This research examines whether prior research may not have detected cultural-specificity in the role of controlling and autonomy-supportive parenting in children’s adjustment because of reliance on between-individual analyses. In two longitudinal studies (Ns = 825 and 934) of early adolescents, within-individual analyses were conducted to examine the reciprocal pathways between children’s reports of parenting and their reports of their adjustment in the United States and China. Increments in controlling parenting predicted decrements in children’s emotional and behavioral, but generally not academic, adjustment over time, with little evidence that this was stronger in the United States than in China. Decrements in children’s emotional and behavioral, but generally not academic, adjustment predicted increments in controlling parenting over time similarly in the two countries.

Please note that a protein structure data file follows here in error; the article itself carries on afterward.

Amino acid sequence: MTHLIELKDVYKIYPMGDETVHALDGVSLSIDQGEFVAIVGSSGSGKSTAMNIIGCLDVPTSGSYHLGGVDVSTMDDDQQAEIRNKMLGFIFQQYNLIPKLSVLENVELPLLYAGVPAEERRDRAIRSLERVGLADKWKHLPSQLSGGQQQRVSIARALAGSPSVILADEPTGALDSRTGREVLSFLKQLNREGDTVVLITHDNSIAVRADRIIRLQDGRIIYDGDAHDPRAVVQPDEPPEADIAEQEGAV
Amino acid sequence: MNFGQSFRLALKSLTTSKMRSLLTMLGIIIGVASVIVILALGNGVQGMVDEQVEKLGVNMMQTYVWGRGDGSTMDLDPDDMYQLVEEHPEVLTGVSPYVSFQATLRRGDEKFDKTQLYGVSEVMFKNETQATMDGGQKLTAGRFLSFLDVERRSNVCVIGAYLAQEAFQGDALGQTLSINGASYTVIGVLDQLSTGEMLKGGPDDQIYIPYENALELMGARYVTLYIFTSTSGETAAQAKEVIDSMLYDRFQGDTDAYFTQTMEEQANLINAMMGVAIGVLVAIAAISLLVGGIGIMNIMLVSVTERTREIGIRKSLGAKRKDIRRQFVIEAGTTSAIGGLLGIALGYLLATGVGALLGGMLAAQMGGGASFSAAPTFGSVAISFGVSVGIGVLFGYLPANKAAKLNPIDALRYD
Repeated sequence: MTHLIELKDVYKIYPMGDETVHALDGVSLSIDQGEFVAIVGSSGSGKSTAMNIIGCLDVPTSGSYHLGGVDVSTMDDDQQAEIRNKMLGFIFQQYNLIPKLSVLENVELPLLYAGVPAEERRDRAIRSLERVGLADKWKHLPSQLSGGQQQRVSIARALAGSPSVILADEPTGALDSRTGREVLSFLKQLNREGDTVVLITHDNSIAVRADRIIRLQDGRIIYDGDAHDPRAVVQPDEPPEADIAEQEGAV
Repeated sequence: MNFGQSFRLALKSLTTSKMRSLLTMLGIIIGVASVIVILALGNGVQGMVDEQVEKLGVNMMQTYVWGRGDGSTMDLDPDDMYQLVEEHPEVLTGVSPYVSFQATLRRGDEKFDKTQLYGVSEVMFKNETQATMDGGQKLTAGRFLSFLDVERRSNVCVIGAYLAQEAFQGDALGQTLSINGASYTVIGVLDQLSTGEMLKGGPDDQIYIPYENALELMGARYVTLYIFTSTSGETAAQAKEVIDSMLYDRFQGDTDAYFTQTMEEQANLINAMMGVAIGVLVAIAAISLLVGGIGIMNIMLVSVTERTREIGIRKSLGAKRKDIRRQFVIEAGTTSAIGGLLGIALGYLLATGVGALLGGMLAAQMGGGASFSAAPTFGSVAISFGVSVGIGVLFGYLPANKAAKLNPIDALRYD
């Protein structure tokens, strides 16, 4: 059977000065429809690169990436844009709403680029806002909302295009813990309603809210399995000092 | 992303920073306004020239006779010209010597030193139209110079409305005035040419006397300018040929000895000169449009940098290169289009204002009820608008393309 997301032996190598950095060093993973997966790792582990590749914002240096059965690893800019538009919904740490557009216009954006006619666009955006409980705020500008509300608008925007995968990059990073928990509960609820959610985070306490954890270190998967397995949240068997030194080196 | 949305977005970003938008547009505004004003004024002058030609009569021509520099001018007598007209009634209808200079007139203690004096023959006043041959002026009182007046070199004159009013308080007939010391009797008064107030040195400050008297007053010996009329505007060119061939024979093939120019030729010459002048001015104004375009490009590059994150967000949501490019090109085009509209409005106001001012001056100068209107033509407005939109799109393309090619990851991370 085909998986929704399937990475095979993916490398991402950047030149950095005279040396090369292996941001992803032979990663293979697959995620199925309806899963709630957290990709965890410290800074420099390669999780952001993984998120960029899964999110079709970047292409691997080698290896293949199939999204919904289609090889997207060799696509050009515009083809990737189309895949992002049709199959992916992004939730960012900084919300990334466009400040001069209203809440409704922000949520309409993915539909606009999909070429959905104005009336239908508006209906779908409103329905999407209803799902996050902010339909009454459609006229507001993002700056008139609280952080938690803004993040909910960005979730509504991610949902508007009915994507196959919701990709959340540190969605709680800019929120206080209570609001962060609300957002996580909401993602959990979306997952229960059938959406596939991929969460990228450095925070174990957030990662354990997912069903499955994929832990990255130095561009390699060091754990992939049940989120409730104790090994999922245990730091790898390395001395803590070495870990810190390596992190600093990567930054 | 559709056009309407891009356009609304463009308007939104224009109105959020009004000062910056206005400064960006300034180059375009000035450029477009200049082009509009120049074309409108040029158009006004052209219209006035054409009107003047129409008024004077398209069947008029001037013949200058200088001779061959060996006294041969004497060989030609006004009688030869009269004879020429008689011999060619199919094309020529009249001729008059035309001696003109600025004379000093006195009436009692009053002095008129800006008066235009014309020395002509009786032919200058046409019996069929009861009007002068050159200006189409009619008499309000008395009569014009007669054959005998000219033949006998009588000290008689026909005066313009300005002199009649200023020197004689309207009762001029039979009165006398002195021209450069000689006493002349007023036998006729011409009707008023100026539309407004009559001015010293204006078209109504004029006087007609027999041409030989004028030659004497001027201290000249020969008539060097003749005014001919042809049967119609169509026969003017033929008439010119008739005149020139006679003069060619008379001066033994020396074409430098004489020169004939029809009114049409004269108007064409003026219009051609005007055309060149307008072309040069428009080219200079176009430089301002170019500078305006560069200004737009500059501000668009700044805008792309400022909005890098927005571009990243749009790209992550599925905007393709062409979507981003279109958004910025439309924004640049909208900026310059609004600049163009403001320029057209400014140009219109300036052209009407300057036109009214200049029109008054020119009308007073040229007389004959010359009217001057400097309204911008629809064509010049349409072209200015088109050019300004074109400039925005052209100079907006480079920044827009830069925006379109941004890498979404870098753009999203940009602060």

- Autonomy support
- Psychological control
ASJC Scopus subject areas
- Developmental and Educational Psychology
- Life-span and Life-course Studies